Transportation headlines, Tuesday, March 8

Here is a look at some of the transportation headlines gathered by us and the Metro Library. The full list of headlines is posted on the library’s blog.

Driving’s back up…or is it? (New Republic)

While the total mileage driven by Americans is at its highest level since 2007, the amount that each person drives has remained about the same over the past decade. But this blog post doesn’t delve into theories why. Leave your theories on the comment board please.

Financing the Nation’s Infrastructure in Our Age of Cutbacks (The Transport Politic)

Yonah Freemark at The Transport Politic takes a look at the state of transportation infrastructure in the United States and finds a country that seems for the most part content to let its roads and rails decay. On the federal level there is talk of grand plans for transportation investment but no clear plan to fund these investments — the main funding mechanism, the federal gas tax, has remained unchanged since 1993 and no one on either side of the aisle seems interested in changing that. States also seem disinterested in transportation improvements — as evidenced by recent decisions in Florida and other states to decline high-speed rail projects. The glimmer of hope lies in cities like Los Angeles and Denver where citizens have voted to tax themselves for better transport infrastructure. Could L.A.’s 30/10 Initiative be the last chance for meaningful transportation investment in the nation?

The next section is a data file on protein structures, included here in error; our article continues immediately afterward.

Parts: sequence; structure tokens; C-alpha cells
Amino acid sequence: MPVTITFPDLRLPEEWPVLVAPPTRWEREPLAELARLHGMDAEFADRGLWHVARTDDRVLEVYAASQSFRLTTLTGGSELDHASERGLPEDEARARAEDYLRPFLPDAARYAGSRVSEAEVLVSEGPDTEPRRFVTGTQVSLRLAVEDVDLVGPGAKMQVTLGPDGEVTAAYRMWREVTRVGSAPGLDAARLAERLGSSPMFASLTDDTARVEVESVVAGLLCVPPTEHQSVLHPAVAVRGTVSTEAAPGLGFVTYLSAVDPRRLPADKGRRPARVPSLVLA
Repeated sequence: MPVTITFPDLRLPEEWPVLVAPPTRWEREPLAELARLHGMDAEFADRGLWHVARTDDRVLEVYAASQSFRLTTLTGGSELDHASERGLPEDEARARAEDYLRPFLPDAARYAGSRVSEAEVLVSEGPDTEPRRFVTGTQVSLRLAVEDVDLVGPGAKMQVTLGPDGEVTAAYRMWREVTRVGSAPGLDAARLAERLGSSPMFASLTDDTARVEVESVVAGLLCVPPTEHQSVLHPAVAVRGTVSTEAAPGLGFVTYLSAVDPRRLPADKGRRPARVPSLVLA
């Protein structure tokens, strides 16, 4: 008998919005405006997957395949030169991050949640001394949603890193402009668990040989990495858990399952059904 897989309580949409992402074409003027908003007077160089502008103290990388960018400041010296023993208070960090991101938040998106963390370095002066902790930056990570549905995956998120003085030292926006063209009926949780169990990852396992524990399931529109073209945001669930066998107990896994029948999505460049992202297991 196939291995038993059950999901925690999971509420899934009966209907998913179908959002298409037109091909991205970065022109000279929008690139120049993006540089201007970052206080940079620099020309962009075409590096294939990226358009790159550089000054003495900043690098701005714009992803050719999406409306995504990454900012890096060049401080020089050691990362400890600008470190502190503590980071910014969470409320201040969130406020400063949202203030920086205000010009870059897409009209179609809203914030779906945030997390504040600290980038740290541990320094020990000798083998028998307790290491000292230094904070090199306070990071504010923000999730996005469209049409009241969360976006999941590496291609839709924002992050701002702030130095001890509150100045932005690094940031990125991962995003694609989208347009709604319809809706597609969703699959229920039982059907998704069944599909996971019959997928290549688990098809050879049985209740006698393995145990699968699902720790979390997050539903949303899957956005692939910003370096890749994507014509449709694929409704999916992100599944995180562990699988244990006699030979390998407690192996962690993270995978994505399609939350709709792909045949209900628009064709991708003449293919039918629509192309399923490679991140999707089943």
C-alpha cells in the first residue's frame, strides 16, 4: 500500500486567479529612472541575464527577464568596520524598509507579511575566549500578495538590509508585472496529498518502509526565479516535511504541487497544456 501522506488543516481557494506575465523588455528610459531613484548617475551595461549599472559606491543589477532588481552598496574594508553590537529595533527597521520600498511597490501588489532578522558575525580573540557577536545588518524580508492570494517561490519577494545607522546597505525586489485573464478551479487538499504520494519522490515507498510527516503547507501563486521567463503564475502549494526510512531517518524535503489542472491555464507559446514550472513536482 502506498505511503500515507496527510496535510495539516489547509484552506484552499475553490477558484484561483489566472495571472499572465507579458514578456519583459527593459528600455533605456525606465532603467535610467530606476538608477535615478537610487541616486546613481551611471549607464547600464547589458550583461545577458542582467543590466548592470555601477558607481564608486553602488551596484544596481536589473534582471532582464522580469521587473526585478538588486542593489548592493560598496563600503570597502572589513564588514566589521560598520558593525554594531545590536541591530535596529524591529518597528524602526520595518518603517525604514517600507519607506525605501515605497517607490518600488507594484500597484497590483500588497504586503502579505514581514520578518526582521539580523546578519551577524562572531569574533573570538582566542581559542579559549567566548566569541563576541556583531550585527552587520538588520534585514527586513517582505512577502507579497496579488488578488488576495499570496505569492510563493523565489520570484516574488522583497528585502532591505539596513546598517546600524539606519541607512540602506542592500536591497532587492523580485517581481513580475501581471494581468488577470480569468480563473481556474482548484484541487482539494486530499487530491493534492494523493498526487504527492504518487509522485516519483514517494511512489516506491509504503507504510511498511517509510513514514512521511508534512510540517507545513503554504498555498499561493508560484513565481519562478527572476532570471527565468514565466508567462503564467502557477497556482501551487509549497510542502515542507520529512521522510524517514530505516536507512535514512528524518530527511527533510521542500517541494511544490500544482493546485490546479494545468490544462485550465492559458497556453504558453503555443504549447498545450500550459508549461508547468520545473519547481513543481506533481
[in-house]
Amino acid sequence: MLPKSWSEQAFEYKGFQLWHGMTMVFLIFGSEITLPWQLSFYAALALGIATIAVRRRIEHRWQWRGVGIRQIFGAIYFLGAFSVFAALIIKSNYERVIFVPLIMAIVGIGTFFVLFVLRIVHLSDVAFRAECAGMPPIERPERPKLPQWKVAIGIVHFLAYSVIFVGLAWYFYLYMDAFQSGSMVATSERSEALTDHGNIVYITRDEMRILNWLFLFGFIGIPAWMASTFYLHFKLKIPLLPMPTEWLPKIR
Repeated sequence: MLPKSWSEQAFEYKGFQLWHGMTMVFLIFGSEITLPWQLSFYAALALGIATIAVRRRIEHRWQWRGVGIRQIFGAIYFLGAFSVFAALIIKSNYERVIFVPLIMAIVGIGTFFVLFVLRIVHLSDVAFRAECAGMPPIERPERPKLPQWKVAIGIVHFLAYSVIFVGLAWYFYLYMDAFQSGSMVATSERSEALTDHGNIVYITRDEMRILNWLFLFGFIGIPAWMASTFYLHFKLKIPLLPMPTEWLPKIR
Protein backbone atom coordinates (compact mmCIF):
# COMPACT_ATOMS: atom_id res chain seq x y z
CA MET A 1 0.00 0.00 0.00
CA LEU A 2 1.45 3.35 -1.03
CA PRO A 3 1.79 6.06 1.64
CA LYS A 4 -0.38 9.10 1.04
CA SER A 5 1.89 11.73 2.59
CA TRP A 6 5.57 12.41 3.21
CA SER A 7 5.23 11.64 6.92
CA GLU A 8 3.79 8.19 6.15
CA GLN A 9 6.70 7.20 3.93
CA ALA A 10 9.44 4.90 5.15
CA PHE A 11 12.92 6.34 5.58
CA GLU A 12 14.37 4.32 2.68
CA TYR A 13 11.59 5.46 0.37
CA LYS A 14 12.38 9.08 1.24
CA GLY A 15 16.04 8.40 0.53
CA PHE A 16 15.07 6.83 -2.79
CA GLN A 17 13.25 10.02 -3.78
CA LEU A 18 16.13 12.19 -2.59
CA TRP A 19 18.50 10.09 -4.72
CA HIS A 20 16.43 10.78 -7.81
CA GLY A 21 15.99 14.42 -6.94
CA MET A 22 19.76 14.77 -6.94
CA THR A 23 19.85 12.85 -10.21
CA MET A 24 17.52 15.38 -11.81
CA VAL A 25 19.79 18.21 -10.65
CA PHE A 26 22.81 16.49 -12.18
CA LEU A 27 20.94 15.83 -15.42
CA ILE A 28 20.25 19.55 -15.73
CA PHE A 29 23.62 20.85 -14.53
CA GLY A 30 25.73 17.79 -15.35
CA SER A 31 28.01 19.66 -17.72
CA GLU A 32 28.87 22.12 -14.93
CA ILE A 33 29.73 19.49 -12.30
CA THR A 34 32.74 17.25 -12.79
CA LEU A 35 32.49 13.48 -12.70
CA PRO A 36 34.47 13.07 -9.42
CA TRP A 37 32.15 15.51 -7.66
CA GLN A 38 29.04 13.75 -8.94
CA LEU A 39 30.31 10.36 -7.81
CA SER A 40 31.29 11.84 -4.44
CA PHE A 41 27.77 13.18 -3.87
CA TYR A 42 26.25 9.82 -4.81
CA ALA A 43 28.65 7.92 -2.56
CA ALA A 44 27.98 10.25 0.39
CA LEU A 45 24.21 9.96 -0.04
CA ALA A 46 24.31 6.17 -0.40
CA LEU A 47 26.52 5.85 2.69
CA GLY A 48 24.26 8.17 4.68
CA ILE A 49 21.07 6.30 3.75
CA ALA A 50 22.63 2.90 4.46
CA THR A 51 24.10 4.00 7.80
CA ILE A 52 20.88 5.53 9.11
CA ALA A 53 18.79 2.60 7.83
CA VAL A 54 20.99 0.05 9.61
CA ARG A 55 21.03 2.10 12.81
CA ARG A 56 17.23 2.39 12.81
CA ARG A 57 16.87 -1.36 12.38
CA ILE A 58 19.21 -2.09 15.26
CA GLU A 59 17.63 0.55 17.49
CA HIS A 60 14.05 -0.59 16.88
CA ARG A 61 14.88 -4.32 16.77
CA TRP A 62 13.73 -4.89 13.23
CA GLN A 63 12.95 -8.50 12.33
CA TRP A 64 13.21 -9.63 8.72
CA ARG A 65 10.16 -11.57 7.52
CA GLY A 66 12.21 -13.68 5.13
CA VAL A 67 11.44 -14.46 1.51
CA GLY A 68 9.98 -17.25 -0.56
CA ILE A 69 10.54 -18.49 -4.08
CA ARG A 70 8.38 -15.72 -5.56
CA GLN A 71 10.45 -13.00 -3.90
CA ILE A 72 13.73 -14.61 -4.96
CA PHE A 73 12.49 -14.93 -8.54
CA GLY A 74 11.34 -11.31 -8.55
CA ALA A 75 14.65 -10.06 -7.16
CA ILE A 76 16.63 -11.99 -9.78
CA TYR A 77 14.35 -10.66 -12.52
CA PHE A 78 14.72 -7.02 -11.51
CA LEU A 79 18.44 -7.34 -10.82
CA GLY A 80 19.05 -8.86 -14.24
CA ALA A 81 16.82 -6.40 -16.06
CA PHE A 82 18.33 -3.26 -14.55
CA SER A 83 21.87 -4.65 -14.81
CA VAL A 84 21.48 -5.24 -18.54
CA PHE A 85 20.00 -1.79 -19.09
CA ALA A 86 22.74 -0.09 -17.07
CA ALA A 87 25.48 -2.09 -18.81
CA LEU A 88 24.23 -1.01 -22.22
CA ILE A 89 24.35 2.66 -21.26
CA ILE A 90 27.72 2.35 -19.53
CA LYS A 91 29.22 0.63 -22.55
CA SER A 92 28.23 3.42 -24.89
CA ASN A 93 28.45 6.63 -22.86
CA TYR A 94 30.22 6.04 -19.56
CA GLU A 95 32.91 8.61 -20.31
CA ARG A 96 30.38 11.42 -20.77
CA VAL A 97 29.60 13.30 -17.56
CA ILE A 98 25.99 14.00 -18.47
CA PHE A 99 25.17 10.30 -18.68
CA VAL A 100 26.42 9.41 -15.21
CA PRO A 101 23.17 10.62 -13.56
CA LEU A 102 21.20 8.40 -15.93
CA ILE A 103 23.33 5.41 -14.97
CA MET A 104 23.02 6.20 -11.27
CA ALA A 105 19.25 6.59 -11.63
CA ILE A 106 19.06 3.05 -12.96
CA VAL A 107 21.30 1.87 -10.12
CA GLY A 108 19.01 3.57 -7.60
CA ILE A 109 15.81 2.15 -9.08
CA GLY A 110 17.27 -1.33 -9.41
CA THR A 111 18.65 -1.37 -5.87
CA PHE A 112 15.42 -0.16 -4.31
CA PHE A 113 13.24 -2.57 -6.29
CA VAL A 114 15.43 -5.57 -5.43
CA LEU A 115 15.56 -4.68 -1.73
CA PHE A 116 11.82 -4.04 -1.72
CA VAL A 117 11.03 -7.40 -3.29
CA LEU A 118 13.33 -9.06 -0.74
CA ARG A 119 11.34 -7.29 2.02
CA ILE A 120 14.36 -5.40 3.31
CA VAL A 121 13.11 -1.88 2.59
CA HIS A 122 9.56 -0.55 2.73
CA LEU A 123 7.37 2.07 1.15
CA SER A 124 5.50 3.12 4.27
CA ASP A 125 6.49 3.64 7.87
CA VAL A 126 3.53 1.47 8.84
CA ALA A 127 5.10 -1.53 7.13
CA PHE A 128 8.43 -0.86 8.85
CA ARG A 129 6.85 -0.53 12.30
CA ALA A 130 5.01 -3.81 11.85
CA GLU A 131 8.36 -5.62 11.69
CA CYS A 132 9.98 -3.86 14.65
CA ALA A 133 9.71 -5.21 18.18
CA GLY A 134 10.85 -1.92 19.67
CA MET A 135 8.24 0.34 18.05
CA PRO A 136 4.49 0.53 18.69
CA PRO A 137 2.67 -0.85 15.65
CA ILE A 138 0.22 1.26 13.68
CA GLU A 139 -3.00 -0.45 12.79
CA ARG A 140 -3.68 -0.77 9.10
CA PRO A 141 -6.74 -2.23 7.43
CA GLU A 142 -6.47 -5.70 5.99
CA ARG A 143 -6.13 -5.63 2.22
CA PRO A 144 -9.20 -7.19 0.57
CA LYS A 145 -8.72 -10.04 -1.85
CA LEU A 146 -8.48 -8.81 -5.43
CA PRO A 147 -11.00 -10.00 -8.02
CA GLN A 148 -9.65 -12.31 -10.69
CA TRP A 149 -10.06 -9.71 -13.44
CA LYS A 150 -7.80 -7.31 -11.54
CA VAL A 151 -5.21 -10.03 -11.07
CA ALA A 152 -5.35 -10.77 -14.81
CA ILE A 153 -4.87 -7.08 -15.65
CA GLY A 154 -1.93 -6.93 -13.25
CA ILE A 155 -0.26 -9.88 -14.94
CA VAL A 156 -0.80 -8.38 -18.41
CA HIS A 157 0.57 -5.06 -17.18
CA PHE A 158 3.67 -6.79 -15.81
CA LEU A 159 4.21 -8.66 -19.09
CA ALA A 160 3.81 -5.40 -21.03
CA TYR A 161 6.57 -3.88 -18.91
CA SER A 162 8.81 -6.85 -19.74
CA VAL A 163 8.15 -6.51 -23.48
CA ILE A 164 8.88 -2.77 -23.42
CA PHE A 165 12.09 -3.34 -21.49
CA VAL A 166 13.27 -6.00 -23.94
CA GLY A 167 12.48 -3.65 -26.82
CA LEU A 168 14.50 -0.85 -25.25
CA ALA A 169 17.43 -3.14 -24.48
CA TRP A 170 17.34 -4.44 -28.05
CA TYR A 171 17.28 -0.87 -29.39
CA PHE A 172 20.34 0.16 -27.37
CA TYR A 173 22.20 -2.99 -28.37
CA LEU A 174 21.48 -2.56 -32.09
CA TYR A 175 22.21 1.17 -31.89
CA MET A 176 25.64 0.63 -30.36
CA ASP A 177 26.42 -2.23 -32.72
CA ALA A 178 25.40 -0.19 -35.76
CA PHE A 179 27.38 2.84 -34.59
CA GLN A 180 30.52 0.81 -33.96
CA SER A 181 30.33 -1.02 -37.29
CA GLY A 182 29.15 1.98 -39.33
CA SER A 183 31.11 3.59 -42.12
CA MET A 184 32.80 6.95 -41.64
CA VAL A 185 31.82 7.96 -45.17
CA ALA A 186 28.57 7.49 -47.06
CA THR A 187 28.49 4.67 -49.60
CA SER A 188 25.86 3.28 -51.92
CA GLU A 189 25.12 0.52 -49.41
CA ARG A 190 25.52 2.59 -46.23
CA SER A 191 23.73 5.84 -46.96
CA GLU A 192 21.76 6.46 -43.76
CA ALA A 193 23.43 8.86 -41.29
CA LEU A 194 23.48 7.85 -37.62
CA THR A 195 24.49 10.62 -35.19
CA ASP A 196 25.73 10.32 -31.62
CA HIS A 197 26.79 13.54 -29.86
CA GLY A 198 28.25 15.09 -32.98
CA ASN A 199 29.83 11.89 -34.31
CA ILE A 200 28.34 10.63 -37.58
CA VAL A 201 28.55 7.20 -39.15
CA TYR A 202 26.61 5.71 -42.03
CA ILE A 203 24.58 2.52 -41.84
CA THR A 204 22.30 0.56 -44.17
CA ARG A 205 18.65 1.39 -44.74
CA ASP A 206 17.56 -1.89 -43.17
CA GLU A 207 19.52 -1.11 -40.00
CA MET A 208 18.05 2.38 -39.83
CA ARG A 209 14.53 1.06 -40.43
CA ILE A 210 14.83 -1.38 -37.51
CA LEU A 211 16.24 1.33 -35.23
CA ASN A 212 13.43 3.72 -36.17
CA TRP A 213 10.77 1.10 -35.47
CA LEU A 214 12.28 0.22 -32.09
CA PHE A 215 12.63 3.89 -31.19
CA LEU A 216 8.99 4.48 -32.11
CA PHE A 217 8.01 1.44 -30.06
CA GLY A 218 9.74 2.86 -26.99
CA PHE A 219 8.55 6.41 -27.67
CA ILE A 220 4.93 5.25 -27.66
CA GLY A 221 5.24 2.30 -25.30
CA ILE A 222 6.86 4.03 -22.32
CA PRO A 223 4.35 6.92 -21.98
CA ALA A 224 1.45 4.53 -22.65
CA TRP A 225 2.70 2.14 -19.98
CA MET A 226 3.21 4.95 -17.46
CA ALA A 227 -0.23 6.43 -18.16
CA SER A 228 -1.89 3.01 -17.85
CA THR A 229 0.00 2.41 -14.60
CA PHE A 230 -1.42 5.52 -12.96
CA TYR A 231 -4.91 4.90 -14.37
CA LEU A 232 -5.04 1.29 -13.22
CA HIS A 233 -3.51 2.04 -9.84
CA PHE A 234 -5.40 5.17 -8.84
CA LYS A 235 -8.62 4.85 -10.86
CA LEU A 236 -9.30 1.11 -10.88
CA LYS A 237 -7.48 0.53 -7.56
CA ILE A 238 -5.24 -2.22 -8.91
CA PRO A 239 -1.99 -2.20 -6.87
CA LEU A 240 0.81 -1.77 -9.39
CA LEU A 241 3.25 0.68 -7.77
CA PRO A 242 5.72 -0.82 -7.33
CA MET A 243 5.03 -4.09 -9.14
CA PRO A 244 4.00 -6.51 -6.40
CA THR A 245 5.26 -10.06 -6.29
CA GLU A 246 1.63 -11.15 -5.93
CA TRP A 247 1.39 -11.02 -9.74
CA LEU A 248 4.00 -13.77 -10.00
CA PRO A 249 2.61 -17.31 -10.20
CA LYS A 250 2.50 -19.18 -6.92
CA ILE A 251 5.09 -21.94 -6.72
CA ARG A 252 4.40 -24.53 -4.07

Zipcar deal expected to save city [Chicago] $400,000 (Chicago Sun-Times)

Here’s a smart public-private partnership that would be great for any city (ahem…) to look into. The city of Chicago has entered into an agreement with car-sharing giant Zipcar to reduce costs associated with government vehicles by giving city employees access to Zipcars. City employees will be able to reserve Zipcars for $5.95 an hour and taxpayers will save $400,000. Chicago taxpayers currently spend $135 million each year on city vehicles.

Should the EPA regulate greenhouse gases? (Science Insider)

That’s the subject of a House of Representatives energy committee hearing today, with Science Insider live blogging the event. Some in Congress do not believe greenhouse gases need regulating and are skeptical of climate science — so the hearing should be a good overview of both the science and the politics. Science Insider is live blogging. If you believe in greenhouse gases, then you already know one common source: your vehicle’s tailpipe.